3-D Printing Goes Mainstream
A robot created using a Makerbot 3-D printer.
CREDIT: Makerbot Industries
Printing and sharing digital photos is easy. But what if, instead of printing a photo on a coffee cup, you want to print just the coffee cup?
With a different kind of printer, called a 3-D printer, you can do exactly that: produce three-dimensional objects that you design yourself. And the selection of such printers for home use is growing while prices are rapidly falling. In May, the newest of these – the Cube from 3D Systems of Rock Hill, SC – is slated to come on the market with a price of $1,299. Just last January, the Replicator, a similar home 3-D printer from MakerBot Industries of Brooklyn, NY, debuted at prices ranging from $1,799 to $1,999.
There is also a burgeoning online marketplace for 3-D printed objects, at websites that print-on-demand everything from iPhone cases and videogame characters to coffee cups, vases and lamps. What's more, these sites don’t require any prior design experience; if you haven't already created your own object with 3-D software on your computer, you can customize an object that other people – including some famous designers – have already designed, using templates and options provided by the website.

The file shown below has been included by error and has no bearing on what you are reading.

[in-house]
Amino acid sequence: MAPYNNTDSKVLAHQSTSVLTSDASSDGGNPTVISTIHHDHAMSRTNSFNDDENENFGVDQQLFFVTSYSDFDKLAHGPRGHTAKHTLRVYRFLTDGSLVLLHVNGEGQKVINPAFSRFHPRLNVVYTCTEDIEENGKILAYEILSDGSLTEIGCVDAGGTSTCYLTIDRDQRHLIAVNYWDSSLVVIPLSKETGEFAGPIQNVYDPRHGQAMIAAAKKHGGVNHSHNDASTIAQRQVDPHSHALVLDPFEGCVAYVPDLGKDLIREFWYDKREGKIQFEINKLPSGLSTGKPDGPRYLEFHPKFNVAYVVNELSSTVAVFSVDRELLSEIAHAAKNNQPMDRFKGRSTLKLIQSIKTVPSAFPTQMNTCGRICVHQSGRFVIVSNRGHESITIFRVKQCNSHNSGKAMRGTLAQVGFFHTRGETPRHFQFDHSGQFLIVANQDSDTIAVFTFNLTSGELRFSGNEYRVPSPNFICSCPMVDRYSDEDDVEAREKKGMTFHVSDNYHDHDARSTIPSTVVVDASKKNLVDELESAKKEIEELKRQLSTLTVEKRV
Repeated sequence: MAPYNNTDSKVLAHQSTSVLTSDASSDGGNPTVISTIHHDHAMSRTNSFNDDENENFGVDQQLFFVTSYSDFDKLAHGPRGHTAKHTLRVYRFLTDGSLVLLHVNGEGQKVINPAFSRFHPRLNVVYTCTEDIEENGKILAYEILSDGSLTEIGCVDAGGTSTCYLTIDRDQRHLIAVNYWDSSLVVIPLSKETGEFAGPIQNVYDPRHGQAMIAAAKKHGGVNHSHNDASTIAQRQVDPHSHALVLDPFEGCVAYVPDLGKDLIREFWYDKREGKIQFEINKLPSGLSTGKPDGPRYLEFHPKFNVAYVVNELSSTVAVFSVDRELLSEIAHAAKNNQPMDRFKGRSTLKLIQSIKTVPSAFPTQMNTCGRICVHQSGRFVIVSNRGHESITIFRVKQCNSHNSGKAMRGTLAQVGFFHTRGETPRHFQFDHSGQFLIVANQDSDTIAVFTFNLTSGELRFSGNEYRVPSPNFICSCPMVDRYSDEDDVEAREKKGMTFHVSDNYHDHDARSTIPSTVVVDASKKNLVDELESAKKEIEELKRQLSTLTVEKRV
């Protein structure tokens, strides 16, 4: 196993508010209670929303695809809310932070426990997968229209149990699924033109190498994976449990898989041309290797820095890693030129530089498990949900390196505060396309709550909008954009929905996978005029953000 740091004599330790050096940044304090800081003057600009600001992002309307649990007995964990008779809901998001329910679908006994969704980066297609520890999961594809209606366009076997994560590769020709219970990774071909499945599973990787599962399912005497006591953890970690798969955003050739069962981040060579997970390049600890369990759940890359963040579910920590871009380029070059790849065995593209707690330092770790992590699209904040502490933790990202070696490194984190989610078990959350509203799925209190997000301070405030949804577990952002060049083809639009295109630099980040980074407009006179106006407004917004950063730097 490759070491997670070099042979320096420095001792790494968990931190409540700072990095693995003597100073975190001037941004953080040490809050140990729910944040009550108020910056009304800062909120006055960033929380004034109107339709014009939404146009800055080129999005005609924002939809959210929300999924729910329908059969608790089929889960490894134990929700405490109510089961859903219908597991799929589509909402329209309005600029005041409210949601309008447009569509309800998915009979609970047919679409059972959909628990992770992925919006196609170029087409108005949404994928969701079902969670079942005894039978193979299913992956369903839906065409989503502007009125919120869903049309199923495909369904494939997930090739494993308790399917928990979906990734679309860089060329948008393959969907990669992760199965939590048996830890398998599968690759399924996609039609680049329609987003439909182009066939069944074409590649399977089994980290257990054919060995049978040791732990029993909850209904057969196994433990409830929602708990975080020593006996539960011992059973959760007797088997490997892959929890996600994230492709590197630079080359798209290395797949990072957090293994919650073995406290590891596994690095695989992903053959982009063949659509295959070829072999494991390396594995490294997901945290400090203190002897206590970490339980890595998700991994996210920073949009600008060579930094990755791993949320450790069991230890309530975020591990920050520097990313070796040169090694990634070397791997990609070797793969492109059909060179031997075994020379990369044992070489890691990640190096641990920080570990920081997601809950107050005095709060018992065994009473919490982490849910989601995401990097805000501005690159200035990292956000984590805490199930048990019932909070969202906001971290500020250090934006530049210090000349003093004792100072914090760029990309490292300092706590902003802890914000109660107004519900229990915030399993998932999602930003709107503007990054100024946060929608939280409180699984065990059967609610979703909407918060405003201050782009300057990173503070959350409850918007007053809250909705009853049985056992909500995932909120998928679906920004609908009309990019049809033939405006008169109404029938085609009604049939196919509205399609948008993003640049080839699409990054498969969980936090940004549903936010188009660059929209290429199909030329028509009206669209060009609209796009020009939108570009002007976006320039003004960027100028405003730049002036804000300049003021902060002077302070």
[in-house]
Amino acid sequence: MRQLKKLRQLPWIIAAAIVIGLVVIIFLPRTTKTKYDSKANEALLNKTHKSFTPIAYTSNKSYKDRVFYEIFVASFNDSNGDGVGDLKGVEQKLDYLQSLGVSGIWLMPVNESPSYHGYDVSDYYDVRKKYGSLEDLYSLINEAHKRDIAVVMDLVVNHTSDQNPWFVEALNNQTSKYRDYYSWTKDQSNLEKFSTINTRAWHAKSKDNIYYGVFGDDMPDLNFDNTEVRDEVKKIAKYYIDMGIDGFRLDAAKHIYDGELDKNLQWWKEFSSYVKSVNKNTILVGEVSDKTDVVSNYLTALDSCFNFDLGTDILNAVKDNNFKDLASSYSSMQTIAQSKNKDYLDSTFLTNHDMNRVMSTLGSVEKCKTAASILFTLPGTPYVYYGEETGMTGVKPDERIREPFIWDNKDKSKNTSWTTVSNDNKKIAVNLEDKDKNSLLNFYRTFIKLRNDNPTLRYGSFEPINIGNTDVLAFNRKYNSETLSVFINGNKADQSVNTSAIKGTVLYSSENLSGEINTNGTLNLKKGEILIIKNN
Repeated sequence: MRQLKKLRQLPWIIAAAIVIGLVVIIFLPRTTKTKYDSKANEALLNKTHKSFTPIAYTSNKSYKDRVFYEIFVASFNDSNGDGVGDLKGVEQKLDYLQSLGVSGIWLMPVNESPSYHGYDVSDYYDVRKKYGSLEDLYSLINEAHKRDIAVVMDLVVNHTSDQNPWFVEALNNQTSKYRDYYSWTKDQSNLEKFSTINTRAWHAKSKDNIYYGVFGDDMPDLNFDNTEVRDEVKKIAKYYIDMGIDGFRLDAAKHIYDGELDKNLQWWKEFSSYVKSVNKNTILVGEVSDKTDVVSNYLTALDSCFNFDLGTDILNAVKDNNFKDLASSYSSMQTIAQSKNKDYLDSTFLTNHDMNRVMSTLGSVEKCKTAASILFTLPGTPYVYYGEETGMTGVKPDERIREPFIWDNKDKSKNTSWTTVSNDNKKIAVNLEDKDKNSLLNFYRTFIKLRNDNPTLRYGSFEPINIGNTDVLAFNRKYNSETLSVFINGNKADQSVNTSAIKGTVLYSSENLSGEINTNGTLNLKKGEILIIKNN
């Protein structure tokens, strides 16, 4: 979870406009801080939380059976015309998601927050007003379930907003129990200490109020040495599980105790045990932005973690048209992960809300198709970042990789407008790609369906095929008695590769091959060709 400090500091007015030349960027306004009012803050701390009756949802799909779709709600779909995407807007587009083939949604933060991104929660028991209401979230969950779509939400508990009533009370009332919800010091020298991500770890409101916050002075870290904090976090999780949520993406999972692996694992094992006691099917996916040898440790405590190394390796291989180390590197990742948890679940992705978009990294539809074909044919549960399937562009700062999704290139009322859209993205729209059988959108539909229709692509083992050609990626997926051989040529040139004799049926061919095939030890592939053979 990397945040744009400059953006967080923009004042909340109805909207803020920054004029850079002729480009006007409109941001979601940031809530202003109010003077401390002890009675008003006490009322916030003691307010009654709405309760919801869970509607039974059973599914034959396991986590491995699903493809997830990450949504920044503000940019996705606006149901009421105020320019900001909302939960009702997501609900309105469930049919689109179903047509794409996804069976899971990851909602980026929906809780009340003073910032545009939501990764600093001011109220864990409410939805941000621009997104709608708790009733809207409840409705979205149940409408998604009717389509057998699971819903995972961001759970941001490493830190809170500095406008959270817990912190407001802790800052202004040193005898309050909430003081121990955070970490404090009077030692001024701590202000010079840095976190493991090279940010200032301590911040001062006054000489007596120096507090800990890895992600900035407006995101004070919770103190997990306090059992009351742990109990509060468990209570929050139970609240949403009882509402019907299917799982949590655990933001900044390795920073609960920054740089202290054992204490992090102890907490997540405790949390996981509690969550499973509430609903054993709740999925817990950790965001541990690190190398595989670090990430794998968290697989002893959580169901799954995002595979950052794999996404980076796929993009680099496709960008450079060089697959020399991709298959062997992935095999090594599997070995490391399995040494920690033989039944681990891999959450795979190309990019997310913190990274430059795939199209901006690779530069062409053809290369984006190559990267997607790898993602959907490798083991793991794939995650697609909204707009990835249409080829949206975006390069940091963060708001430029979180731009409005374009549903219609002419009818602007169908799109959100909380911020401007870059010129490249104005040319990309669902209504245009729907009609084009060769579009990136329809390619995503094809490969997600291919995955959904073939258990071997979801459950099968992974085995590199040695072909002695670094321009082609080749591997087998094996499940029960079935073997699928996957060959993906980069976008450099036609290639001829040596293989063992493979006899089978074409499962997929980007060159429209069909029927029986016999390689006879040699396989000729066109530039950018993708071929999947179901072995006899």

3-D printing is not a new technology, but it has experienced a boom in popularity recently among consumers due to a price reduction of the units. 3-D Systems launched the 3-D printing industry 26 years ago with the introduction of stereolithography and what has become the industry standard 3-D file format (.stl), according to Cathy Lewis, the company's vice president of global marketing.
Manufacturers have been using 3-D printers for decades to rapidly prototype product parts, and five or six years ago the first desktop-sized models intended for office use were introduced by 3-D Systems and other brands. The consumer market for 3-D printers and 3-D printing emerged in the past two years. It is now gaining momentum.
The Cube printer works by extruding one or two colors of plastic from snap-in cartridges to build an object one layer at a time. The colors remain distinct in different sections of the object; they cannot be blended to create a third color. One cartridge is included with the printer, and additional cartridges cost $50 each. There are 10 colors available. Customers also get 25 object files from 3-D Systems to get them started with things to print, Lewis says.